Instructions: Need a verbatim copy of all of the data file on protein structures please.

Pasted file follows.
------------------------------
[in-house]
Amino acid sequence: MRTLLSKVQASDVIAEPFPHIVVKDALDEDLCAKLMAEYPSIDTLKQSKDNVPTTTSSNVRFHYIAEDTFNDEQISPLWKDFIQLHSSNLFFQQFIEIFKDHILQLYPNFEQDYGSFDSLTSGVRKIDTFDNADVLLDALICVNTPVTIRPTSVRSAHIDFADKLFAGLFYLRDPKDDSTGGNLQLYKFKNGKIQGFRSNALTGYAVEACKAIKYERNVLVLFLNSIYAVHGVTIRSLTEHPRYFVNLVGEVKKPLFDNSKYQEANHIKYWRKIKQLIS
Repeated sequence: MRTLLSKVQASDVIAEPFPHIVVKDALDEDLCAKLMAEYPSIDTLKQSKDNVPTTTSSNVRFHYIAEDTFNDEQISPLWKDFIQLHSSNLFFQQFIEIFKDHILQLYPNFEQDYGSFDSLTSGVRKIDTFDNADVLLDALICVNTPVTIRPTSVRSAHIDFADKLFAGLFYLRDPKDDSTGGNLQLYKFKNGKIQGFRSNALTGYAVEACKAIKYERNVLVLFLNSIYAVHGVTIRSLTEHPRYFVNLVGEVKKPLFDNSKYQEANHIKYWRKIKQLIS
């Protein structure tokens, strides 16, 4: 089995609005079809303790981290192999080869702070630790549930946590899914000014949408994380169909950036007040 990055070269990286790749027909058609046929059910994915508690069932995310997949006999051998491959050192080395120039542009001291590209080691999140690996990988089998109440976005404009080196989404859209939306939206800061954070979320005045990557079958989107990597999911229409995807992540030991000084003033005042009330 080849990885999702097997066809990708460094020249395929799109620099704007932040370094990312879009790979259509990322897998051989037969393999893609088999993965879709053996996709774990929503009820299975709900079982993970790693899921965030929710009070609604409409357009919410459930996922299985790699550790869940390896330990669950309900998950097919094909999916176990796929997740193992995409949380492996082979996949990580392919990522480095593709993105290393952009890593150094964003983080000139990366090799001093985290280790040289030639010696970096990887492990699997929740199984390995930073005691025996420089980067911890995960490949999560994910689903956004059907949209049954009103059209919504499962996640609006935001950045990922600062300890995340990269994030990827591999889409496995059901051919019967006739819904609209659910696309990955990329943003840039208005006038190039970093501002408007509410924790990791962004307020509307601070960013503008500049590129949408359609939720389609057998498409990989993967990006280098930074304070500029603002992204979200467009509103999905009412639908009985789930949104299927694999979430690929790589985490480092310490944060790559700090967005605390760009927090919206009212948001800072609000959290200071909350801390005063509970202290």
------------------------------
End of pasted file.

[in-house]
Amino acid sequence: MRTLLSKVQASDVIAEPFPHIVVKDALDEDLCAKLMAEYPSIDTLKQSKDNVPTTTSSNVRFHYIAEDTFNDEQISPLWKDFIQLHSSNLFFQQFIEIFKDHILQLYPNFEQDYGSFDSLTSGVRKIDTFDNADVLLDALICVNTPVTIRPTSVRSAHIDFADKLFAGLFYLRDPKDDSTGGNLQLYKFKNGKIQGFRSNALTGYAVEACKAIKYERNVLVLFLNSIYAVHGVTIRSLTEHPRYFVNLVGEVKKPLFDNSKYQEANHIKYWRKIKQLIS
Repeated sequence: MRTLLSKVQASDVIAEPFPHIVVKDALDEDLCAKLMAEYPSIDTLKQSKDNVPTTTSSNVRFHYIAEDTFNDEQISPLWKDFIQLHSSNLFFQQFIEIFKDHILQLYPNFEQDYGSFDSLTSGVRKIDTFDNADVLLDALICVNTPVTIRPTSVRSAHIDFADKLFAGLFYLRDPKDDSTGGNLQLYKFKNGKIQGFRSNALTGYAVEACKAIKYERNVLVLFLNSIYAVHGVTIRSLTEHPRYFVNLVGEVKKPLFDNSKYQEANHIKYWRKIKQLIS
């Protein structure tokens, strides 16, 4: 089995609005079809303790981290192999080869702070630790549930946590899914000014949408994380169909950036007040 990055070269990286790749027909058609046929059910994915508690069932995310997949006999051998491959050192080395120039542009001291590209080691999140690996990988089998109440976005404009080196989404859209939306939206800061954070979320005045990557079958989107990597999911229409995807992540030991000084003033005042009330 080849990885999702097997066809990708460094020249395929799109620099704007932040370094990312879009790979259509990322897998051989037969393999893609088999993965879709053996996709774990929503009820299975709900079982993970790693899921965030929710009070609604409409357009919410459930996922299985790699550790869940390896330990669950309900998950097919094909999916176990796929997740193992995409949380492996082979996949990580392919990522480095593709993105290393952009890593150094964003983080000139990366090799001093985290280790040289030639010696970096990887492990699997929740199984390995930073005691025996420089980067911890995960490949999560994910689903956004059907949209049954009103059209919504499962996640609006935001950045990922600062300890995340990269994030990827591999889409496995059901051919019967006739819904609209659910696309990955990329943003840039208005006038190039970093501002408007509410924790990791962004307020509307601070960013503008500049590129949408359609939720389609057998498409990989993967990006280098930074304070500029603002992204979200467009509103999905009412639908009985789930949104299927694999979430690929790589985490480092310490944060790559700090967005605390760009927090919206009212948001800072609000959290200071909350801390005063509970202290």